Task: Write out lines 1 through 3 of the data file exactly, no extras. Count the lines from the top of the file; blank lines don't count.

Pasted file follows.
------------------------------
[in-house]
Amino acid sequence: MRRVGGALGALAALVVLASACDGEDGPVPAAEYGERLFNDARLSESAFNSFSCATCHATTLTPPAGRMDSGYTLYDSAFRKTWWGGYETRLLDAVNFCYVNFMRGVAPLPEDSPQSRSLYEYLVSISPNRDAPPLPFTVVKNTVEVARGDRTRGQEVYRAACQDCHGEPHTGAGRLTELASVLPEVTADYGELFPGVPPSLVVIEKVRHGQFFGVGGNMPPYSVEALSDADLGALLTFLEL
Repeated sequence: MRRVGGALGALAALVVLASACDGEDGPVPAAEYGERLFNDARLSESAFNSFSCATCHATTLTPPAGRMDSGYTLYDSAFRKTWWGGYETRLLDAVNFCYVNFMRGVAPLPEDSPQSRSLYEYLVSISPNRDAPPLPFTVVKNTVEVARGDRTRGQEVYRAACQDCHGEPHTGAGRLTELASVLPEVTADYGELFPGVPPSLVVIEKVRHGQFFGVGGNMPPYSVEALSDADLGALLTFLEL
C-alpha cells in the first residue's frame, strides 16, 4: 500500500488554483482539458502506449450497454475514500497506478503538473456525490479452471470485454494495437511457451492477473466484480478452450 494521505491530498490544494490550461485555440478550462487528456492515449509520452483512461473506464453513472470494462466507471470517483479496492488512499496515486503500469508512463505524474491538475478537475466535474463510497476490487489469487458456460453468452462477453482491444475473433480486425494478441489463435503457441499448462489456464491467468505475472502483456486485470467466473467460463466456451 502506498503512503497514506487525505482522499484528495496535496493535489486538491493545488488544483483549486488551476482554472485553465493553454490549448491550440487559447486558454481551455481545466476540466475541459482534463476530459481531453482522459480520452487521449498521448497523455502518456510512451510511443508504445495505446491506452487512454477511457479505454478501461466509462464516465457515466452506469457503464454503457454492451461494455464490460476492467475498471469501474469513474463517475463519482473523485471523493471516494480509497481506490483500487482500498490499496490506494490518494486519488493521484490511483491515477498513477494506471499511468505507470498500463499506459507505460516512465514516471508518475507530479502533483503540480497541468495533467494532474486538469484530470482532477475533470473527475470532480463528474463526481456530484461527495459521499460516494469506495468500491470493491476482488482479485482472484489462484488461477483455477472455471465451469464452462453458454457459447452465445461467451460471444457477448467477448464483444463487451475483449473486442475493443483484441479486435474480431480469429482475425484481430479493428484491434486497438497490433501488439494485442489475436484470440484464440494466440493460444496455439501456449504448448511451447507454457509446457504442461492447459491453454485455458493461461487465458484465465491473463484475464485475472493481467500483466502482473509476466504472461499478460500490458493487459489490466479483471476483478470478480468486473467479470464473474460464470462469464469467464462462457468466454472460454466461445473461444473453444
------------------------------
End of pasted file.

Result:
[in-house]
Amino acid sequence: MRRVGGALGALAALVVLASACDGEDGPVPAAEYGERLFNDARLSESAFNSFSCATCHATTLTPPAGRMDSGYTLYDSAFRKTWWGGYETRLLDAVNFCYVNFMRGVAPLPEDSPQSRSLYEYLVSISPNRDAPPLPFTVVKNTVEVARGDRTRGQEVYRAACQDCHGEPHTGAGRLTELASVLPEVTADYGELFPGVPPSLVVIEKVRHGQFFGVGGNMPPYSVEALSDADLGALLTFLEL
Repeated sequence: MRRVGGALGALAALVVLASACDGEDGPVPAAEYGERLFNDARLSESAFNSFSCATCHATTLTPPAGRMDSGYTLYDSAFRKTWWGGYETRLLDAVNFCYVNFMRGVAPLPEDSPQSRSLYEYLVSISPNRDAPPLPFTVVKNTVEVARGDRTRGQEVYRAACQDCHGEPHTGAGRLTELASVLPEVTADYGELFPGVPPSLVVIEKVRHGQFFGVGGNMPPYSVEALSDADLGALLTFLEL